- Full name Ryder Michael Ryan
- Born 05/11/1995 in Huntersville, NC
- Profile Ht.: 6'2" / Wt.: 205 / Bats: R / Throws: R
- School North Carolina
Drafted in the 30th round (902nd overall) by the Cleveland Guardians in 2016 (signed for $100,000).
View Draft ReportNo. 169 in the 2014 BA 500 coming out of high school, Ryan didn't play much with the Tar Heels, and scouts didn't get a look at him this spring as he was off the team halfway through the season.
Organization Prospect Rankings
Track Record: Ryan showed promise as a hitter in high school, but when he hit 96 mph off the mound as a senior, he became a draft prospect as a pitcher. He played third base sparingly for two years at North Carolina before leaving the team. He made only one pitching appearance at UNC. Regardless, the Indians drafted Ryan as a pitcher in 2016 and signed him for $100,000 as a 30th-round pick. Cleveland traded him to the Mets a year later in an August waiver trade for Jay Bruce.
Scouting Report: Because he was relatively new to pitching, Ryan moved slowly in his first full season of 2017, which he spent as a reliever at low Class A. As he wore down, he ran up a 6.27 ERA and .304 opponent average in his final 25 appearances. Ryan showed more stamina in 2018 by reaching Double-A Binghamton at the end of May. He throws a pair of high-spin pitches and shows good feel for the strike zone. His fastball sits 94-96 mph and has touched 98 from a low three-quarters arm slot. The pitch misses bats up in the zone with riding life and plus spin. His slider has improved in pro ball and flashes above-average potential with 81-85 mph velocity, tight spin and depth. Ryan throws a changeup occasionally.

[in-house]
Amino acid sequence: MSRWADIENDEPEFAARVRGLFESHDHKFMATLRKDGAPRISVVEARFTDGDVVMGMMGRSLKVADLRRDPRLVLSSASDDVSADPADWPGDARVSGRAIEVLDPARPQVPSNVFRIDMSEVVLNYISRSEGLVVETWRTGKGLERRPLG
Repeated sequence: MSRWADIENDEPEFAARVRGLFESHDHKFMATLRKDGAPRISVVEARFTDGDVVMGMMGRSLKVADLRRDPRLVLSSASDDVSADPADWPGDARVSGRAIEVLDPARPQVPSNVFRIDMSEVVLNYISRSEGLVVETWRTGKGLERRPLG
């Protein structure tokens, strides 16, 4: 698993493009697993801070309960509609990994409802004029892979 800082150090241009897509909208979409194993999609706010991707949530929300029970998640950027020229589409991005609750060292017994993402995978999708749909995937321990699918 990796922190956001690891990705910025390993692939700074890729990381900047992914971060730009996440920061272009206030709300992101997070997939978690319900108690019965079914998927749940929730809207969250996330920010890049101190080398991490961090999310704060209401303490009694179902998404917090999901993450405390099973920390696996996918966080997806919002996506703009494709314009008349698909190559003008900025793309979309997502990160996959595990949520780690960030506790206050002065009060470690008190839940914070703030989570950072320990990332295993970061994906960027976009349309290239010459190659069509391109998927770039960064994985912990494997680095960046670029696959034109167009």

The Future: The Mets have toyed with the idea of moving Ryan to the rotation or at the very least using him as a multi-inning reliever. He is on track for a big league debut in late 2019 or 2020.
Ryan was well known to scouts even as an underclassman after touching 93 mph in a showcase as a rising junior. He didn't show the same velocity last summer and fall, but it returned this spring, as he touched 96 mph early as he concentrated on pitching after previously spending more of his time as a catcher and third baseman. Ryan struggled to maintain his velocity, touching 92-93 mph early in games before pitching at 88-91 with average life from a high three-quarters arm slot, but his secondary stuff improved. His curveball showed at least average potential, as did his changeup. Ryan has an easy delivery that is athletic from the waist up, so he could project to have above-average future control. The 6-foot-2, 205-pounder was in better shape this spring and has a strong, athletic build, though he doesn't offer much projection. He is coached by his father Sean, who played in the minors up to Triple-A. He has a strong commitment to North Carolina and has a good chance of getting to Chapel Hill, where he could be a two-way player.